Political VIPs arrive in Singapore

SINGAPORE -- British Prime Minister Tony Blair came to lobby
for London. Spain's Queen Sofia flew in to make the case for
Madrid. New York Mayor Michael Bloomberg arrived to stump for the
Big Apple. Dignitaries from Paris and Moscow campaigned
frenetically in the lobbies, hallways and bars.

With three days before the vote on the host city for the 2012
Olympics, the campaigning went into overdrive Sunday -- and the
five-ring show will only get more intense in the next two days and
final hours of the most prestigious race in Olympic bid history.

By all accounts, Paris remains the city to beat in Wednesday's
secret ballot of the International Olympic Committee. London is
regarded as the main challenger, with Madrid and New York as upset
hopefuls, and Moscow a long shot.

"There is no reason to believe that Paris is still not
perceived as the front-runner," senior Australian IOC member Kevan
Gosper said. "You have to put London next to them. ... My bottom
line is it's still between those two, and I think it's close.

"But in this organization, we're great at delivering surprises.
You never know."

Blair was the first head of government to arrive for the final
push, praising London's "very, very strong bid." He and his wife,
Cherie, are expected to meet with many IOC members before leaving
to host the G-8 summit starting Wednesday in Gleneagles, Scotland.

"I'm here, in a way, to say that it's a bid that's got the
enthusiastic support of the British people, of all the political
parties and the government," Blair said. "The country is right
behind it.

"It will be a great games for the athletes. It will leave a
legacy not just for sport in the UK but for the Olympic movement as
well, and that's important."

French President Jacques Chirac -- who has clashed with Blair
over European Union issues and the war in Iraq -- is due to arrive
Tuesday to boost the Paris bid. Chirac will take part in
Wednesday's final presentations to the IOC before leaving for

Queen Sofia arrived Sunday and will be joined by Spanish Prime
Minister Jose Luis Rodriguez Zapatero. Also due in Singapore are
Russian Prime Minister Mikhail Fradkov, U.S. Sen. Hillary Rodham
Clinton and a slew of sports stars, including Muhammad Ali, David
Beckham and Tony Parker.

The influx of politicians and celebrities has raised questions
about how far the boosters can go in selling the bids. While it's
OK for Blair or other leaders to take IOC members to dinner, IOC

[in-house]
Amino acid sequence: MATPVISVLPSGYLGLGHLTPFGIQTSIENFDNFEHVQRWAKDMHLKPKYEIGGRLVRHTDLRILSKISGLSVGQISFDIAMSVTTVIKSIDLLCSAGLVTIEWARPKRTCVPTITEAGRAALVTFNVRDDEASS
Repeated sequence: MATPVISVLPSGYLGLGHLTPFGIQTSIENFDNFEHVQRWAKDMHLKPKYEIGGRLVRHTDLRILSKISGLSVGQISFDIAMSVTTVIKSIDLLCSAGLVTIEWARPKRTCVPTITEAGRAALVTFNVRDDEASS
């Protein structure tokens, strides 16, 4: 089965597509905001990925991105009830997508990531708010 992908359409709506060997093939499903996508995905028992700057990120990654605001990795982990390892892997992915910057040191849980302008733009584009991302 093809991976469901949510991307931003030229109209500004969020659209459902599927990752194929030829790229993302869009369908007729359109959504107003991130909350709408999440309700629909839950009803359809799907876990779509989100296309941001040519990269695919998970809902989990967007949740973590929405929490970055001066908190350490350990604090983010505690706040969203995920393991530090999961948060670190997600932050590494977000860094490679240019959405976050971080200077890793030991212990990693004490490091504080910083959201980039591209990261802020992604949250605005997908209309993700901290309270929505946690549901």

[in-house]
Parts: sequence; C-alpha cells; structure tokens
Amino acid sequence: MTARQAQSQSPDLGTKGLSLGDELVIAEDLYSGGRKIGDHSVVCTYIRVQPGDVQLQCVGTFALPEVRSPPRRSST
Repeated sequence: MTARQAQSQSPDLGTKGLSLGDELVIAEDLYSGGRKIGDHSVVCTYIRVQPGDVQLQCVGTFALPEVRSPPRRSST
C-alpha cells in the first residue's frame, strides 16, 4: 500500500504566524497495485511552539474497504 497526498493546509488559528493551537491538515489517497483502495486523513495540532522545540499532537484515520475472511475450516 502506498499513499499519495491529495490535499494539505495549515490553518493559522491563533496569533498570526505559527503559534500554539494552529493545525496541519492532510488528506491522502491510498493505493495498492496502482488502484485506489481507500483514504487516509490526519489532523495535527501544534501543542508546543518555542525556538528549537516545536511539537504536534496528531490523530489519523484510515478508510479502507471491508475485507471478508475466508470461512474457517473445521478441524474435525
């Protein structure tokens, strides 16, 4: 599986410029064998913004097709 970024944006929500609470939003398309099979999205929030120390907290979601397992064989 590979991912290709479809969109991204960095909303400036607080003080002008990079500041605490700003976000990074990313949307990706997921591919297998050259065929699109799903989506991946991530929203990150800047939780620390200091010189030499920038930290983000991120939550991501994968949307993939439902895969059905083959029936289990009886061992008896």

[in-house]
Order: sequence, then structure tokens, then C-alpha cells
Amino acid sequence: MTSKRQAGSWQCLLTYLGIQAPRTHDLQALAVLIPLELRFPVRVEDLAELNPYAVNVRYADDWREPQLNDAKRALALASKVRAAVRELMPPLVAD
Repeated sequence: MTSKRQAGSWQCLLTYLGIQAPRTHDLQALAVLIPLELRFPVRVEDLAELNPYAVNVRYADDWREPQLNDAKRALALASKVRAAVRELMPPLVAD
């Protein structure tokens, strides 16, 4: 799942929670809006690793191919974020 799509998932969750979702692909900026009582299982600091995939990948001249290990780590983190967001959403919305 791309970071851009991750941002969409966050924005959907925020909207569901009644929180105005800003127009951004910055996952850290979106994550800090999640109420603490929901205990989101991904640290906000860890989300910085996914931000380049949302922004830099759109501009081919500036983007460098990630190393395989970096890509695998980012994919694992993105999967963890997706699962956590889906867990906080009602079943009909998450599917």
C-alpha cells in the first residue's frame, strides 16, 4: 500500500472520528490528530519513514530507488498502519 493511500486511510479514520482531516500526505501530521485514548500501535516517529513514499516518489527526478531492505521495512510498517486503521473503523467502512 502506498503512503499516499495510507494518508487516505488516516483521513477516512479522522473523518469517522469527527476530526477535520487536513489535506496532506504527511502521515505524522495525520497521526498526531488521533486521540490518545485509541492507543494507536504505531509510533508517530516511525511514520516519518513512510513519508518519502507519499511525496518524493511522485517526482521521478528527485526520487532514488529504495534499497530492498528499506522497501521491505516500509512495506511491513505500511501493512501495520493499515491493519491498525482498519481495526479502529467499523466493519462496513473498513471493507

ethics rules prohibit "overt" public promotional events,
spokeswoman Giselle Davies said.

"Let's not focus on celebrities, let's concentrate on what this
is about, and that's the bid file," she said.

Lobbying was in full swing Sunday throughout the Raffles
Convention Center and adjoining hotels used by IOC members, bid
officials and the media. IOC members began trickling in from around
the world. About 100 delegates will be voting Wednesday.

British Olympic Association president and IOC member Craig
Reedie said as many as 30 members may not yet have decided how they
will vote. Among the undecided members is Australia's Phil Coles,
who said Wednesday's final 45-minute presentations to the IOC could
be crucial.

"In the past, it was always the feeling that the final
presentation was hardly likely to win the bid but you could always
lose it on that," Coles said. "Here, I think because of the
closeness of it, the presentations might make a lot more

The IOC executive board began meeting Sunday, and is scheduled
to consider New York's revised Olympic stadium plans Monday.

Last month, after New York state officials rejected a proposed
$2 billion stadium on Manhattan's West Side, the bid team came up
with an alternative stadium plan in Queens for hosting the opening
and closing ceremonies, track and field events and soccer.

The new plan has been endorsed by the world governing bodies of
soccer and track and field, but still requires formal approval by
the IOC board. There have been no indications the proposals won't
be accepted.

Meanwhile, Paris and London continued to pursue campaigns of
sharply different styles. The French have been more cautious and
restrained, while the British have been more outspoken in talking
up their chances.

"I never considered we were the favorites," Paris Mayor
Bertrand Delanoe said, chatting with a small group of reporters in
his hotel suite. "I know our chances are real. But the others are
also strong. I prefer to focus on the performance rather than the

Asked what his message for the IOC was, Delanoe said: "Paris
needs the games. Paris is ready. Paris has `l'amour des jeux' [love
of the games]."

London, led by former two-time Olympic 1,500-meter champion
Sebastian Coe, held two large news conferences to promote its case
as the hard-charging finisher.

"Our bid has had sizzle for the last year," Coe said. "The
bid is commonly recognized as the bid with momentum. We are in very
good shape."

Coe stepped aside questions about reports that London and Madrid
discussed a deal to support each other if one is eliminated in the
round-by-round balloting.

"I don't know where any of the other bid cities are, and that's
not my concern," he said. "We are confident. By the time the
judgment is made, we will have done everything humanly possible to
put London in the best position."